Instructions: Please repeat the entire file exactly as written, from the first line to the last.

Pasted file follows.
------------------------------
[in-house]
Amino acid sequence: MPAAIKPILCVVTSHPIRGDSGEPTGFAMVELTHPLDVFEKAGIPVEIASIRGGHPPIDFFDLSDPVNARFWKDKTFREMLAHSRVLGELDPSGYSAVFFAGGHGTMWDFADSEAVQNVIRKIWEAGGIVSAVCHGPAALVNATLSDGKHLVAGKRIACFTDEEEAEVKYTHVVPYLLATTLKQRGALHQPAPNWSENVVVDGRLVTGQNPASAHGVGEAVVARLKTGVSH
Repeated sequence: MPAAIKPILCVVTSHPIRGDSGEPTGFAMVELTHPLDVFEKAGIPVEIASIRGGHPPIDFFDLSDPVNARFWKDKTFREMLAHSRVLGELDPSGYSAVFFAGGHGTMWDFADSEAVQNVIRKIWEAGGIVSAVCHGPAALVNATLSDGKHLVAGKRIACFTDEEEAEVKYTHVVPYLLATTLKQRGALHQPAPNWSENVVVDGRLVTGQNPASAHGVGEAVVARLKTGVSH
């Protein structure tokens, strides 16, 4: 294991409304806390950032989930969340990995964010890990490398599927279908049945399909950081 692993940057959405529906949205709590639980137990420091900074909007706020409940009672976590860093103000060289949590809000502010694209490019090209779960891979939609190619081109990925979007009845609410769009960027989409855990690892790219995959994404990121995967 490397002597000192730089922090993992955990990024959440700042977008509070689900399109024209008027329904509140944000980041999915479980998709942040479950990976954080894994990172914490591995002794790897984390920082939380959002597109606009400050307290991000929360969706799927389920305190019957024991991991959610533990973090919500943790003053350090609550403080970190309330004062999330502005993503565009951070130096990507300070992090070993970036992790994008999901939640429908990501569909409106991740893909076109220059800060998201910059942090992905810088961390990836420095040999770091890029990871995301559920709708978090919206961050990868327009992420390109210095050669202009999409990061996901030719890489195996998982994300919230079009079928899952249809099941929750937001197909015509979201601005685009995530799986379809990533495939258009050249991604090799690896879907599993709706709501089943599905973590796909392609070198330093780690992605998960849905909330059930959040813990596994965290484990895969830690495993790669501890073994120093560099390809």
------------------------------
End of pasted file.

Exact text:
[in-house]
Amino acid sequence: MPAAIKPILCVVTSHPIRGDSGEPTGFAMVELTHPLDVFEKAGIPVEIASIRGGHPPIDFFDLSDPVNARFWKDKTFREMLAHSRVLGELDPSGYSAVFFAGGHGTMWDFADSEAVQNVIRKIWEAGGIVSAVCHGPAALVNATLSDGKHLVAGKRIACFTDEEEAEVKYTHVVPYLLATTLKQRGALHQPAPNWSENVVVDGRLVTGQNPASAHGVGEAVVARLKTGVSH
Repeated sequence: MPAAIKPILCVVTSHPIRGDSGEPTGFAMVELTHPLDVFEKAGIPVEIASIRGGHPPIDFFDLSDPVNARFWKDKTFREMLAHSRVLGELDPSGYSAVFFAGGHGTMWDFADSEAVQNVIRKIWEAGGIVSAVCHGPAALVNATLSDGKHLVAGKRIACFTDEEEAEVKYTHVVPYLLATTLKQRGALHQPAPNWSENVVVDGRLVTGQNPASAHGVGEAVVARLKTGVSH
């Protein structure tokens, strides 16, 4: 294991409304806390950032989930969340990995964010890990490398599927279908049945399909950081 692993940057959405529906949205709590639980137990420091900074909007706020409940009672976590860093103000060289949590809000502010694209490019090209779960891979939609190619081109990925979007009845609410769009960027989409855990690892790219995959994404990121995967 490397002597000192730089922090993992955990990024959440700042977008509070689900399109024209008027329904509140944000980041999915479980998709942040479950990976954080894994990172914490591995002794790897984390920082939380959002597109606009400050307290991000929360969706799927389920305190019957024991991991959610533990973090919500943790003053350090609550403080970190309330004062999330502005993503565009951070130096990507300070992090070993970036992790994008999901939640429908990501569909409106991740893909076109220059800060998201910059942090992905810088961390990836420095040999770091890029990871995301559920709708978090919206961050990868327009992420390109210095050669202009999409990061996901030719890489195996998982994300919230079009079928899952249809099941929750937001197909015509979201601005685009995530799986379809990533495939258009050249991604090799690896879907599993709706709501089943599905973590796909392609070198330093780690992605998960849905909330059930959040813990596994965290484990895969830690495993790669501890073994120093560099390809």